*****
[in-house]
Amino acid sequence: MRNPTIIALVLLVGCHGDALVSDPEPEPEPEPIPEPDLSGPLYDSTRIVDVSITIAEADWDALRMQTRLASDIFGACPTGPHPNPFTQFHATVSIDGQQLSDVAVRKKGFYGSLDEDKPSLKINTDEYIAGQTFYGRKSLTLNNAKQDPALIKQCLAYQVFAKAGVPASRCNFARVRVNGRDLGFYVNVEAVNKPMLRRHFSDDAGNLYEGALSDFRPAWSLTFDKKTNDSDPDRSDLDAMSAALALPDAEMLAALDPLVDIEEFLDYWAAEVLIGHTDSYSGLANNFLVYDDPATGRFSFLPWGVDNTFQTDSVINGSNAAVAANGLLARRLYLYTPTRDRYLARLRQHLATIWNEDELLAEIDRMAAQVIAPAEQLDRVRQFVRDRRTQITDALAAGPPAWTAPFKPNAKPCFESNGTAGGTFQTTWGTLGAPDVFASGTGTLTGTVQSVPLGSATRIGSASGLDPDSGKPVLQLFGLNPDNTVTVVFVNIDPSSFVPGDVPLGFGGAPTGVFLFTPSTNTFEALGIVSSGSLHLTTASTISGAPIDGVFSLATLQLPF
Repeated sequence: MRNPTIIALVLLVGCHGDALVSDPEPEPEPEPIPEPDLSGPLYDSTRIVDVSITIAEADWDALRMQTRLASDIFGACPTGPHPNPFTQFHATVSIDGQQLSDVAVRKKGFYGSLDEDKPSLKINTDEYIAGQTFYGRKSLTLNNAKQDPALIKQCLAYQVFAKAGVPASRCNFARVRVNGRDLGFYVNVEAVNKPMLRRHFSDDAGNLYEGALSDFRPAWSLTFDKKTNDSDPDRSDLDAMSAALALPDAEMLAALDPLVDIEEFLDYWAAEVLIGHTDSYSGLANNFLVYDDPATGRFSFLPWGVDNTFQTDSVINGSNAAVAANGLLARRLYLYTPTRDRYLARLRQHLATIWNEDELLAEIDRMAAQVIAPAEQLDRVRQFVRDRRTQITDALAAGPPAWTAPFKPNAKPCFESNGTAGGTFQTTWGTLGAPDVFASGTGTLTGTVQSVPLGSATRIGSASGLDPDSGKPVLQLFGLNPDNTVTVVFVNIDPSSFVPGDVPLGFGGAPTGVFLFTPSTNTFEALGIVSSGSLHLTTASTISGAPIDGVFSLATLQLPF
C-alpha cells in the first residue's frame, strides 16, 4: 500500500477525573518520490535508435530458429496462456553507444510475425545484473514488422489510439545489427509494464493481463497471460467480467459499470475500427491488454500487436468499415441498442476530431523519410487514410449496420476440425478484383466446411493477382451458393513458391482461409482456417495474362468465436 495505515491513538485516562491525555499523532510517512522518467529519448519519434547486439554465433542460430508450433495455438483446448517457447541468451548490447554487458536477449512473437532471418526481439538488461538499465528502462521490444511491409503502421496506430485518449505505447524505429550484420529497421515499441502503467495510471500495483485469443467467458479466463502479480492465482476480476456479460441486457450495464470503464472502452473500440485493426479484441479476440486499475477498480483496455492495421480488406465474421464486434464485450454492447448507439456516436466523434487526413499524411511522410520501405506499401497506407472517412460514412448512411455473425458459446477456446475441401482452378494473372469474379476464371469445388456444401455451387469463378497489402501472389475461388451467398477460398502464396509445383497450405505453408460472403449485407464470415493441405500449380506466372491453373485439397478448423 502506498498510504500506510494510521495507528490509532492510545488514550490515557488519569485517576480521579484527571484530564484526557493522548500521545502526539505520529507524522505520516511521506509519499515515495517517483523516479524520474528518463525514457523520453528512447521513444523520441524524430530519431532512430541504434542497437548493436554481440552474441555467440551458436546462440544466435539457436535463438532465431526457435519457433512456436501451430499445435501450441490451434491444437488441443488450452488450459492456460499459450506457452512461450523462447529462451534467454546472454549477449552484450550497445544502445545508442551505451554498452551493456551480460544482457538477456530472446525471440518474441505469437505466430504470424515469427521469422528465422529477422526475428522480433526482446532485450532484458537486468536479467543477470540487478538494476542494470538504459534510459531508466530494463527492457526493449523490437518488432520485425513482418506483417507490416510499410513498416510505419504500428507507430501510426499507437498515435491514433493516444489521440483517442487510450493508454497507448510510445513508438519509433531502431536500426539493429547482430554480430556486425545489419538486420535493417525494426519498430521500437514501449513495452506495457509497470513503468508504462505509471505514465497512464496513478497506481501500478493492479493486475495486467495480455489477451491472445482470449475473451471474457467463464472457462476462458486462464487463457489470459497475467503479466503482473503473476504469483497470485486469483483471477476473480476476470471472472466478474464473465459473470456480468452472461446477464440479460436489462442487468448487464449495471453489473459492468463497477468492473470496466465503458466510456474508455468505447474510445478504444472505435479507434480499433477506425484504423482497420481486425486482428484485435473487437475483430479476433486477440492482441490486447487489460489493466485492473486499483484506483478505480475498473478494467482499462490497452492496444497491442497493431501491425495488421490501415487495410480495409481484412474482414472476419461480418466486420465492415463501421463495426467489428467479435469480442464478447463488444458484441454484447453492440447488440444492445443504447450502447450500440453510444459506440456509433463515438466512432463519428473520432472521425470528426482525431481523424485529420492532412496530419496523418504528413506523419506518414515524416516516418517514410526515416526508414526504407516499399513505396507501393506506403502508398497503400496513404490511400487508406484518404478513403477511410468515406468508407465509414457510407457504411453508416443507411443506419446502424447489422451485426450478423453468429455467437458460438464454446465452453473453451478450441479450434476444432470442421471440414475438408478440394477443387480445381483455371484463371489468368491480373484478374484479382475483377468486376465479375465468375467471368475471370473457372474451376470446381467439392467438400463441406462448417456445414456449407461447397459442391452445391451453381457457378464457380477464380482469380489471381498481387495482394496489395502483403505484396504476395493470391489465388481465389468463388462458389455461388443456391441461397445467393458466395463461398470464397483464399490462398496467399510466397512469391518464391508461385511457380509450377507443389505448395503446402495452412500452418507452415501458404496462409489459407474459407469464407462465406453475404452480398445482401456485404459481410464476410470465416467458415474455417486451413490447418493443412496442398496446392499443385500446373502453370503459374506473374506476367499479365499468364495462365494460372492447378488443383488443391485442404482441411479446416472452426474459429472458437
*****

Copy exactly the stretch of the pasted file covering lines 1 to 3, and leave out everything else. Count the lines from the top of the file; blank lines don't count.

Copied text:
[in-house]
Amino acid sequence: MRNPTIIALVLLVGCHGDALVSDPEPEPEPEPIPEPDLSGPLYDSTRIVDVSITIAEADWDALRMQTRLASDIFGACPTGPHPNPFTQFHATVSIDGQQLSDVAVRKKGFYGSLDEDKPSLKINTDEYIAGQTFYGRKSLTLNNAKQDPALIKQCLAYQVFAKAGVPASRCNFARVRVNGRDLGFYVNVEAVNKPMLRRHFSDDAGNLYEGALSDFRPAWSLTFDKKTNDSDPDRSDLDAMSAALALPDAEMLAALDPLVDIEEFLDYWAAEVLIGHTDSYSGLANNFLVYDDPATGRFSFLPWGVDNTFQTDSVINGSNAAVAANGLLARRLYLYTPTRDRYLARLRQHLATIWNEDELLAEIDRMAAQVIAPAEQLDRVRQFVRDRRTQITDALAAGPPAWTAPFKPNAKPCFESNGTAGGTFQTTWGTLGAPDVFASGTGTLTGTVQSVPLGSATRIGSASGLDPDSGKPVLQLFGLNPDNTVTVVFVNIDPSSFVPGDVPLGFGGAPTGVFLFTPSTNTFEALGIVSSGSLHLTTASTISGAPIDGVFSLATLQLPF
Repeated sequence: MRNPTIIALVLLVGCHGDALVSDPEPEPEPEPIPEPDLSGPLYDSTRIVDVSITIAEADWDALRMQTRLASDIFGACPTGPHPNPFTQFHATVSIDGQQLSDVAVRKKGFYGSLDEDKPSLKINTDEYIAGQTFYGRKSLTLNNAKQDPALIKQCLAYQVFAKAGVPASRCNFARVRVNGRDLGFYVNVEAVNKPMLRRHFSDDAGNLYEGALSDFRPAWSLTFDKKTNDSDPDRSDLDAMSAALALPDAEMLAALDPLVDIEEFLDYWAAEVLIGHTDSYSGLANNFLVYDDPATGRFSFLPWGVDNTFQTDSVINGSNAAVAANGLLARRLYLYTPTRDRYLARLRQHLATIWNEDELLAEIDRMAAQVIAPAEQLDRVRQFVRDRRTQITDALAAGPPAWTAPFKPNAKPCFESNGTAGGTFQTTWGTLGAPDVFASGTGTLTGTVQSVPLGSATRIGSASGLDPDSGKPVLQLFGLNPDNTVTVVFVNIDPSSFVPGDVPLGFGGAPTGVFLFTPSTNTFEALGIVSSGSLHLTTASTISGAPIDGVFSLATLQLPF